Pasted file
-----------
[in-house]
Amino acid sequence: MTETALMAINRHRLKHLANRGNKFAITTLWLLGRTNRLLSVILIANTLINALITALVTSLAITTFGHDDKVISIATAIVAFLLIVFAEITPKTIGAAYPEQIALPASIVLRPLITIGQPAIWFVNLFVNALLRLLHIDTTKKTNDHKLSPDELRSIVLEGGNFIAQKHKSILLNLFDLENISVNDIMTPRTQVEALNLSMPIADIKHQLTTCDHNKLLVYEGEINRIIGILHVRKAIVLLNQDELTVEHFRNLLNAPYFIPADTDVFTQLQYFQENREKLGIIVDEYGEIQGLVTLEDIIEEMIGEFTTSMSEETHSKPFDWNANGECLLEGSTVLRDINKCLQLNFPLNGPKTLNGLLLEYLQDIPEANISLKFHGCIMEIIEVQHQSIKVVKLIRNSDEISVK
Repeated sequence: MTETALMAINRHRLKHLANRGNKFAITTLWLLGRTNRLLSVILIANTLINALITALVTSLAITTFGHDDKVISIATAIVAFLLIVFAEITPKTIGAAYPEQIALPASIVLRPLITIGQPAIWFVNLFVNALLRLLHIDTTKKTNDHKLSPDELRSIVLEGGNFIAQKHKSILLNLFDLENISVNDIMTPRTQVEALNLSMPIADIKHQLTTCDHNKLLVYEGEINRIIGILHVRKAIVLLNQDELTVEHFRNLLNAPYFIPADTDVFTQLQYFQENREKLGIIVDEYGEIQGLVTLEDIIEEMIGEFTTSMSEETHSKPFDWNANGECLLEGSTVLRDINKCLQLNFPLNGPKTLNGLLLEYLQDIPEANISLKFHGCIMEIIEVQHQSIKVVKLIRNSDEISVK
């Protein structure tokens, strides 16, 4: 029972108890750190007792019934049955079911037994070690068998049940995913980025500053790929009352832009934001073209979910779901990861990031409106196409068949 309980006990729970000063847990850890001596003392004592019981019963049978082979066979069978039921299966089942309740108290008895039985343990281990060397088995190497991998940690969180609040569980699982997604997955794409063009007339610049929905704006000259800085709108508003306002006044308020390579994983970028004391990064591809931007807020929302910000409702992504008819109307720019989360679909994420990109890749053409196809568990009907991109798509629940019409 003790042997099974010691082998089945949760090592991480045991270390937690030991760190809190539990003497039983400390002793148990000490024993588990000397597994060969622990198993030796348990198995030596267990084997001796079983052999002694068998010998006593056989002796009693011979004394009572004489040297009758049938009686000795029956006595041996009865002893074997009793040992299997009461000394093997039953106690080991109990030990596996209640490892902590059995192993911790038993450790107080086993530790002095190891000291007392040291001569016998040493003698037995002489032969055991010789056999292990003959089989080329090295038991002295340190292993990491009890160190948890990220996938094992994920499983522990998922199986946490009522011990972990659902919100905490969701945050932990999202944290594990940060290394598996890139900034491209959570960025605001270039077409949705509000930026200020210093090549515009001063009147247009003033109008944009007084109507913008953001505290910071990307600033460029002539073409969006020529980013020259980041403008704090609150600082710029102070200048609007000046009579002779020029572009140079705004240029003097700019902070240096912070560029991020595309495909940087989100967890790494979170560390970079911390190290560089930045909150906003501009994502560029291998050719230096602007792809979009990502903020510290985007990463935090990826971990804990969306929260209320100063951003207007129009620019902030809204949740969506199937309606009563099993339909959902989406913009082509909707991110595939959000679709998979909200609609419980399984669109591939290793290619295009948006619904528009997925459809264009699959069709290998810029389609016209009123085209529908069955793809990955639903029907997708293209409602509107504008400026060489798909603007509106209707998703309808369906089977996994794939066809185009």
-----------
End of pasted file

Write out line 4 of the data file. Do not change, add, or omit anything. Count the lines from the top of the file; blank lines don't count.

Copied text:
């Protein structure tokens, strides 16, 4: 029972108890750190007792019934049955079911037994070690068998049940995913980025500053790929009352832009934001073209979910779901990861990031409106196409068949 309980006990729970000063847990850890001596003392004592019981019963049978082979066979069978039921299966089942309740108290008895039985343990281990060397088995190497991998940690969180609040569980699982997604997955794409063009007339610049929905704006000259800085709108508003306002006044308020390579994983970028004391990064591809931007807020929302910000409702992504008819109307720019989360679909994420990109890749053409196809568990009907991109798509629940019409 003790042997099974010691082998089945949760090592991480045991270390937690030991760190809190539990003497039983400390002793148990000490024993588990000397597994060969622990198993030796348990198995030596267990084997001796079983052999002694068998010998006593056989002796009693011979004394009572004489040297009758049938009686000795029956006595041996009865002893074997009793040992299997009461000394093997039953106690080991109990030990596996209640490892902590059995192993911790038993450790107080086993530790002095190891000291007392040291001569016998040493003698037995002489032969055991010789056999292990003959089989080329090295038991002295340190292993990491009890160190948890990220996938094992994920499983522990998922199986946490009522011990972990659902919100905490969701945050932990999202944290594990940060290394598996890139900034491209959570960025605001270039077409949705509000930026200020210093090549515009001063009147247009003033109008944009007084109507913008953001505290910071990307600033460029002539073409969006020529980013020259980041403008704090609150600082710029102070200048609007000046009579002779020029572009140079705004240029003097700019902070240096912070560029991020595309495909940087989100967890790494979170560390970079911390190290560089930045909150906003501009994502560029291998050719230096602007792809979009990502903020510290985007990463935090990826971990804990969306929260209320100063951003207007129009620019902030809204949740969506199937309606009563099993339909959902989406913009082509909707991110595939959000679709998979909200609609419980399984669109591939290793290619295009948006619904528009997925459809264009699959069709290998810029389609016209009123085209529908069955793809990955639903029907997708293209409602509107504008400026060489798909603007509106209707998703309808369906089977996994794939066809185009």